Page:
If your business is a limited company, then business taxes are kept separate from your personal taxes. It is a legal requirement that you have a dedicated business bank account for all business transactions.
Any personal tax paid from the company must be recorded as a dividend (assuming you are the 100% owner) or added to your director loan account. Personal tax is due on a dividend and if the payment is added to the director loan account the implications are multiple and are dealt with in our comments below.
Limited Liability Partnerships
With a limited liability partnership, the cash you take from the LLP is drawings against the profit you will be allocated as set out in the partnership agreement. The LLP and you both submit a self-assessment form at the end of the tax year. This is similar to a sole trader business, as you are seen as self-employed but cash withdrawn must be agreed with your other partners.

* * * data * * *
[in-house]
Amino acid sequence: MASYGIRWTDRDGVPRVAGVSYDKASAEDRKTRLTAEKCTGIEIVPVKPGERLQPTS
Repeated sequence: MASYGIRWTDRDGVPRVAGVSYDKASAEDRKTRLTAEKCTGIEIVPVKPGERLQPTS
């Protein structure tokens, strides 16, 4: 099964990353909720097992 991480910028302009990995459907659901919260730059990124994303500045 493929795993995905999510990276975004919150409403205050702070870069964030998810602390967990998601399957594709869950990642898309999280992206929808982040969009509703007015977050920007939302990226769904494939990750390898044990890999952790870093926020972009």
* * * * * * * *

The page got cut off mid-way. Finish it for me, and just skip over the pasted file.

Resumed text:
What Is a Director’s Loan?
A Director’s Loan is money you take from your company’s finances as a loan to yourself. This is money that is not a salary, dividend, or expense repayment; it is a loan from your own company to you.
As the director of a company, you have the benefit of being able to do this and the loan may be interest-free but there are tax implications but it may be a cheap source of funds as opposed to having to source a loan from the bank or elsewhere.
With a limited company, it is important to keep your personal finances separate from your business ones; The company protects you from financial liability and as such is a legal entity in its own right so it is required that you recognise that the money in the company belongs to the company.
A Directors Loan Account will record all of the transactions between you as the director and your company. This includes the money taken out of the company that is not an expense, dividend, or salary, as mentioned above. It also includes money taken out for cash withdrawals, personal expenses, and personal taxes too.
If personal expenses are paid by the company and recorded in the Directors Loan account, the VAT on the invoice cannot be claimed if your company is VAT registered. At the end of the year, the Directors Loan account is usually cleared by declaring dividends from the company profits.